In an illuminated kitchen,

a woman stirs a pot on the stove,

steam rising from three others.


Sipping red wine,

clicking a mouse on a mat,

a middle aged man

in a black striped business suit

contemplates falling markets.


A massive chandelier

too big for the narrow room.

floods the dining table with light.

salad, bread, fruit and cheese,

a pitcher of water

unopened bottle of red wine,

cutlery, napkins, glasses,

two lighted candles and a cat,

an orange tom with a white face,

fill the large wooden surface

The woman’s eyes are red -

mascara trails stain her face




At the end of the canal, bright lights glow

in ground floor windows

on either side of an imposing glossy black door.


In one window an elderly couple,

sit at a table eating soup and bread.

A fire, sparks flying, roars in the grate.

Two yellow birds circle each other

in a white cage between their plates.


The other window reveals

a young family preparing for dinner

the mother, hair piled high on her head

flicks open fresh linen

to place on the table.

She and her daughter - unsteady on her feet,

tug the cloth into position.


The man, a baby on his arm

collects plates and cutlery

to lay on the striped surface.

While he works he sings

and dances the other child around the room.

A West Indian, tall and heavy,

he seems surprisingly agile -

graceful in his movements.


The woman, her daughter clutching her skirt

draws the curtain closed. 

Above the door, the welcoming lamp flickers

A light bulb nearing the end of its life perhaps.


Waag . 12.30 - Thunderstorm


In the busy yellow-tiled cafe

the old man with his checked cloth cap

and fifty something-year old

striped wedding suit,

takes a large blue handkerchief

[or small table cloth]

from a bulging pocket

to wipe tears from the eyes

of what could have been

his ageing spinster daughter.


She, in turn, dabs the corners

of his loose, full-lipped mouth

to remove evidence of tomato soup.


All around, smartly dressed people

chat and smile and sip skinny lattes.


Man and daughter stand up

Slowly, noisily, unsteadily

leaning on each other

for support and comfort.

Blue fabric like a cloudless sky

trails from his top pocket.




Doctor Hauser stares vacantly,

a catheter in his breast pocket.

Behind him looms the menacing shadow

of Sonja - his wife, his muse.

The patient is highly charged

with a nervous energy,

her sinewy features drawn,

anguished hands contorted.


A macabre tension

in the slow wringing of his hands

belies the avalanche of thoughts

raining down in Hauser’s head.


The woman’s gaze is strangely familiar,

intimate, inviting, erotic -

like Sonja before she robbed him

of reason - of innocence.


With all the precision

of a surgical operation

he slides the instrument between his ribs.

and fades to black.


“Shall I leave now, Doctor?”

the patient asks in her husky voice

rising from her chair,

making for the door

her perfume, sweet and sickly

leaving her presence in the room.



First Cut is the Sweetest


In sweet dream moments

the woman in the looking glass

returns my gaze

invites me in

lips unmoving

eyes staring

smile frozen

more questioned than answered



when my back is turned

and I say she is beautiful

she metamorphoses

into Pinochio

his nose

invading my space

bruising my spine


Often though

as I trace the lines in her face

with red-nailed finger

she purrs like a kitten


In my nightmare her beauty fades

melts like chocolate



revealing an inner self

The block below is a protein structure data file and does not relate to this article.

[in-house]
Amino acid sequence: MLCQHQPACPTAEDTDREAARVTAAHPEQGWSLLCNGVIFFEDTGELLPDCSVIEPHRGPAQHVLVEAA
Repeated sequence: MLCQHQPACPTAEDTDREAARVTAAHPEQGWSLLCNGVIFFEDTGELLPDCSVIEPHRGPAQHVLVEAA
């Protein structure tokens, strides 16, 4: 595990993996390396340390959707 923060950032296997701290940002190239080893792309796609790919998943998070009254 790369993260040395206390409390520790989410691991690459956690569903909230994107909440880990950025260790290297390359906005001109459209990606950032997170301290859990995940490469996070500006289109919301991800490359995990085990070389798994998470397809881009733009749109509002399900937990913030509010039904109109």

twice the size

half the ego.


Seated Figures


Taking the photograph

was the easy part.

A wind blew her spotted scarf

up and over her beaming face.

Eyes watering behind broad rimmed glasses

cheeks glowing like a coal fire

A ribbon - like her hair -

lank in the rain.


She shouted - cheese -  to his calls

for more expression.

The flash in time

would lend the raindrops

impressions of fire flys

or a shower of meteorites

frozen in orbit

around her head


Easing her gently from a perch

high on the outstretched knee

of a reclining female figure

he wiped her face dry

with a generous white handkerchief

smoothing creases from her coat

tucking in the fluttering silk

which threatened to engulf her.


Kissing her lightly

on lips and cheeks

he pressed into her outstretched hand

a chipped and worn white cane.




Three painted ladies

sitting on a bench

listening to the same audio tour



           out of synch

gazing abstractedly

into the same painting

by one of the Dutch Masters

- one fifth sea and ships

four fifths sky and clouds.

- the odd seagull dipping

in the breeze

or the slip from a sail


scratching powdered noses

with crimson-nailed fingers

- in unison - the three

push sagging spectacles

up and over bridges


They sigh -


shifting their collective gaze

to a still life -

dead ducks and tired lemons,

mirror and polished pewter tankard

the three stand as one.


Turning to the left

the ladies position themselves

fanning fevered brows with catalogues


Ludolf Backhuysen 1631 - 1708

‘The Vrijheid and other ships

in the roads of Amsterdam’.


Woman thinking deep thoughts


Crowds of people

buying sighing internalising

lying dying justifying

some people

meeting greeting cheating

bleating mistreating defeating

so many people

oh-mying oh-whying good-byeing

testifying crying denying

too many people

milling swilling top of the billing

thrilling chilling killing



one day at a time

one large step for humankind

a leap into the unknowing

looking for meaning

seeking a solution

chasing the dream


in glass bubbles

try to avoid four horsemen

bearing down














Fingers chilled, frozen heart

red streaked darkening sky

a swarm of shooting stars to the north

lights the winding purple path

to bedeviled sanctuary.


Spires above the tree-top line

vibrating in vivid flashing colours

struggle to maintain some dignity

in a land of fire crackers,

drunken revellers

and rockets to the moon.